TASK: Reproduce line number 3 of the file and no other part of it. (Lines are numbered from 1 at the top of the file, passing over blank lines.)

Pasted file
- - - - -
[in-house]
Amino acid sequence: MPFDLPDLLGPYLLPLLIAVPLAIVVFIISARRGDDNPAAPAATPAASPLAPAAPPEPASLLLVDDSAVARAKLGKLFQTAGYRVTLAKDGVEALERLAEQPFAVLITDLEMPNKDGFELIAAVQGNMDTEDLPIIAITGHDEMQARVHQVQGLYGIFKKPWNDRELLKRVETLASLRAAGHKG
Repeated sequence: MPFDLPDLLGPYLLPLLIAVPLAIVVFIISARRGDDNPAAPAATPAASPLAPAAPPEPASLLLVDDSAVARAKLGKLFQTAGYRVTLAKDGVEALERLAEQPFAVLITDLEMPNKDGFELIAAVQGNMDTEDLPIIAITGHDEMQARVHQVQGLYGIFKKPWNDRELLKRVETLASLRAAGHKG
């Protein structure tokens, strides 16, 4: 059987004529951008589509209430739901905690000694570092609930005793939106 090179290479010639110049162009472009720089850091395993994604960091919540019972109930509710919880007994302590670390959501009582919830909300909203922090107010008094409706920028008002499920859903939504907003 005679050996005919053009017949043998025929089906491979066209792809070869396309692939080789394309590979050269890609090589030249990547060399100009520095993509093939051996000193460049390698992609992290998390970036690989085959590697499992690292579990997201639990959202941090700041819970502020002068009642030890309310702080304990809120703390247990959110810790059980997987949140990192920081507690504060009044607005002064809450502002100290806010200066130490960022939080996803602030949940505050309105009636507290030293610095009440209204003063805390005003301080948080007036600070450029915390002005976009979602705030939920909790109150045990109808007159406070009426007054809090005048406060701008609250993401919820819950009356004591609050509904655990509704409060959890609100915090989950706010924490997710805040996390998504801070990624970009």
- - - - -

Repeated sequence: MPFDLPDLLGPYLLPLLIAVPLAIVVFIISARRGDDNPAAPAATPAASPLAPAAPPEPASLLLVDDSAVARAKLGKLFQTAGYRVTLAKDGVEALERLAEQPFAVLITDLEMPNKDGFELIAAVQGNMDTEDLPIIAITGHDEMQARVHQVQGLYGIFKKPWNDRELLKRVETLASLRAAGHKG